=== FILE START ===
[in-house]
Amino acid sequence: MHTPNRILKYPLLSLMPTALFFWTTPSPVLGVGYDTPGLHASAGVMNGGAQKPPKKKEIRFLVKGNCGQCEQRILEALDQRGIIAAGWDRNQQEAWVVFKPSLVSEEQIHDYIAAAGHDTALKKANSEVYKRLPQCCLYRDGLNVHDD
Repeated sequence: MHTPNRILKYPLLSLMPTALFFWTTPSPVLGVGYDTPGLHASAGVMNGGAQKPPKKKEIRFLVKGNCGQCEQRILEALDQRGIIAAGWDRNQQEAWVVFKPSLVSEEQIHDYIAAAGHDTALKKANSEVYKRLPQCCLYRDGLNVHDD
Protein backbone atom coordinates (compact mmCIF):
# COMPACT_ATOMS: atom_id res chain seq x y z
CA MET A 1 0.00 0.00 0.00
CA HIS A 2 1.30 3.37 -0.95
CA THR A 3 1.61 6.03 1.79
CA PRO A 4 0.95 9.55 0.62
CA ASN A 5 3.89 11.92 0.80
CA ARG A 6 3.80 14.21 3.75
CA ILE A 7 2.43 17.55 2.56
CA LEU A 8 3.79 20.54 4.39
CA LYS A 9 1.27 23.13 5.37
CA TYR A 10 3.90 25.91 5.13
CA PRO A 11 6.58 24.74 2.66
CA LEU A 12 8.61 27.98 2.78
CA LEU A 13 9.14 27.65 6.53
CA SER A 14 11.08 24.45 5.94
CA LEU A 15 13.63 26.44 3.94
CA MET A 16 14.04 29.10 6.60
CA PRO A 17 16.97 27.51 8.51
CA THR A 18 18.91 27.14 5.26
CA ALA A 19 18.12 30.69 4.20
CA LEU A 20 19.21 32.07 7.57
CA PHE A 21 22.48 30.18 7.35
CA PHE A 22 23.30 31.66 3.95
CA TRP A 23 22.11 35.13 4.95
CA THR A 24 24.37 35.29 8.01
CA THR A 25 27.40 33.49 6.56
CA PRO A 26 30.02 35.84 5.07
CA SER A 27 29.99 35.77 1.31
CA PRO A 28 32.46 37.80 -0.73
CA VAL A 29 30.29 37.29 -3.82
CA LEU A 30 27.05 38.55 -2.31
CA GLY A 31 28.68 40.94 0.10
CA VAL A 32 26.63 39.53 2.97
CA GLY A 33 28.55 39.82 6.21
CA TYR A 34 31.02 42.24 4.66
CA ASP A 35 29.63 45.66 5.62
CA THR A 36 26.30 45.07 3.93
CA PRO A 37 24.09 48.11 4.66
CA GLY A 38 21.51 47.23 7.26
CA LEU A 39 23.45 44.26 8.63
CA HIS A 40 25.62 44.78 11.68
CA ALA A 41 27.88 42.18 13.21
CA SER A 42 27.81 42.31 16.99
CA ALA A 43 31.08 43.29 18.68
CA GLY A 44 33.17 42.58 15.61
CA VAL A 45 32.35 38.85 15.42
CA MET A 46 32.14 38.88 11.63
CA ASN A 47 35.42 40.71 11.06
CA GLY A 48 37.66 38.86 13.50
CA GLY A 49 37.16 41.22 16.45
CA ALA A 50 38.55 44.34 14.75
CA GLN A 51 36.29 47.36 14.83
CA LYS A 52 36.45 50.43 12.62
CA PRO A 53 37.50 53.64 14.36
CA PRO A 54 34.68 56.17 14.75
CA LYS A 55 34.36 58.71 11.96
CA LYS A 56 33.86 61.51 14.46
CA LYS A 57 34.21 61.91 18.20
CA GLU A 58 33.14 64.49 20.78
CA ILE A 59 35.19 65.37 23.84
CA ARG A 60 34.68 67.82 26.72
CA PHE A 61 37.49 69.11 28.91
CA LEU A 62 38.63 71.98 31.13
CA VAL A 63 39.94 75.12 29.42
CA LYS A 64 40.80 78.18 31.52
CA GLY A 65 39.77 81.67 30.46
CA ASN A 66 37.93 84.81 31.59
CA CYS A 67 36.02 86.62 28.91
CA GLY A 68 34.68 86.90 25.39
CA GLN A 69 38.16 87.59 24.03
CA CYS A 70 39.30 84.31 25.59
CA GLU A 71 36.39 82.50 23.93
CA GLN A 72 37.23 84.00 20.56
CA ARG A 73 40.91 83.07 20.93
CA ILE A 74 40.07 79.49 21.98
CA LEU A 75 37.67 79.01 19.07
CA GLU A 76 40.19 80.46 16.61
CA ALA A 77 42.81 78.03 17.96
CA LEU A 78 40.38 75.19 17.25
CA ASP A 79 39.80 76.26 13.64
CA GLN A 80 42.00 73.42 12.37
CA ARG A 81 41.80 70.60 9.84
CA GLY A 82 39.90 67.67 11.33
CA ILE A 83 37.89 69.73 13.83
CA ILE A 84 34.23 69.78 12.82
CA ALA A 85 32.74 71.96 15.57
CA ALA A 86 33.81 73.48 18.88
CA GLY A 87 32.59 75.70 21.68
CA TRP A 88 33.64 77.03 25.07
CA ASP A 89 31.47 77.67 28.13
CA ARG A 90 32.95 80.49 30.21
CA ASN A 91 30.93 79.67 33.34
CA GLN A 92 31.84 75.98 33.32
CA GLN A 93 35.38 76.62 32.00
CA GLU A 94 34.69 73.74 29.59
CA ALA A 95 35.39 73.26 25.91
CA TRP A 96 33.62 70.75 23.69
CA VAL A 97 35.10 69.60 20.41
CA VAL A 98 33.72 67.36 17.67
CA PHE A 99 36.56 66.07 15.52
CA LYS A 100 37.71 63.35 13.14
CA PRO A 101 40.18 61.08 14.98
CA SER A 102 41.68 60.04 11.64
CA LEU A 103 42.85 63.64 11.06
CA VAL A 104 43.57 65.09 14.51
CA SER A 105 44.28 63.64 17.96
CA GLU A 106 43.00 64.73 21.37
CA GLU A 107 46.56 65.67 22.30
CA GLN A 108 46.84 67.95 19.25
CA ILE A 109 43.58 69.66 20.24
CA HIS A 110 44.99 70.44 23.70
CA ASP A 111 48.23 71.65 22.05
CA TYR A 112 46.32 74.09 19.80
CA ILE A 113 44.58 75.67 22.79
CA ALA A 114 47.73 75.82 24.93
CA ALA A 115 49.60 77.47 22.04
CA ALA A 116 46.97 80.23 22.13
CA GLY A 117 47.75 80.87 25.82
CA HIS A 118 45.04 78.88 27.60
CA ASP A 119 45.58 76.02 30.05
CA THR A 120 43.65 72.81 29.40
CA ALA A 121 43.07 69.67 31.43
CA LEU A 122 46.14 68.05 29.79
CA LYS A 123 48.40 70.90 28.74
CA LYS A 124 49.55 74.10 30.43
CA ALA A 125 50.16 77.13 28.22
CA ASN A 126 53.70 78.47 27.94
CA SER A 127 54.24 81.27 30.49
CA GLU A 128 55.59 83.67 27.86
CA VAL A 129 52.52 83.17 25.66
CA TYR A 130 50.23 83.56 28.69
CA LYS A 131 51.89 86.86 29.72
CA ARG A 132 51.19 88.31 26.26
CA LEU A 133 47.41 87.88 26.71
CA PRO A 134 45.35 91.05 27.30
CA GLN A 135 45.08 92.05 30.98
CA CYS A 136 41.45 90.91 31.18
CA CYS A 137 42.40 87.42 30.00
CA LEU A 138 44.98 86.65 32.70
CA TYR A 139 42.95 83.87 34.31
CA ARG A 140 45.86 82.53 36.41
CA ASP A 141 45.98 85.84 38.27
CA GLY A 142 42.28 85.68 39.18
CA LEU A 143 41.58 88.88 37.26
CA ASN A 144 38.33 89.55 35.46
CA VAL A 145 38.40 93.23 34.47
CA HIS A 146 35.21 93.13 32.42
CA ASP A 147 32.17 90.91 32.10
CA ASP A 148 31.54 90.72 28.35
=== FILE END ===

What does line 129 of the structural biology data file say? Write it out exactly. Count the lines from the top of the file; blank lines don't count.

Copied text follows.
CA LYS A 124 49.55 74.10 30.43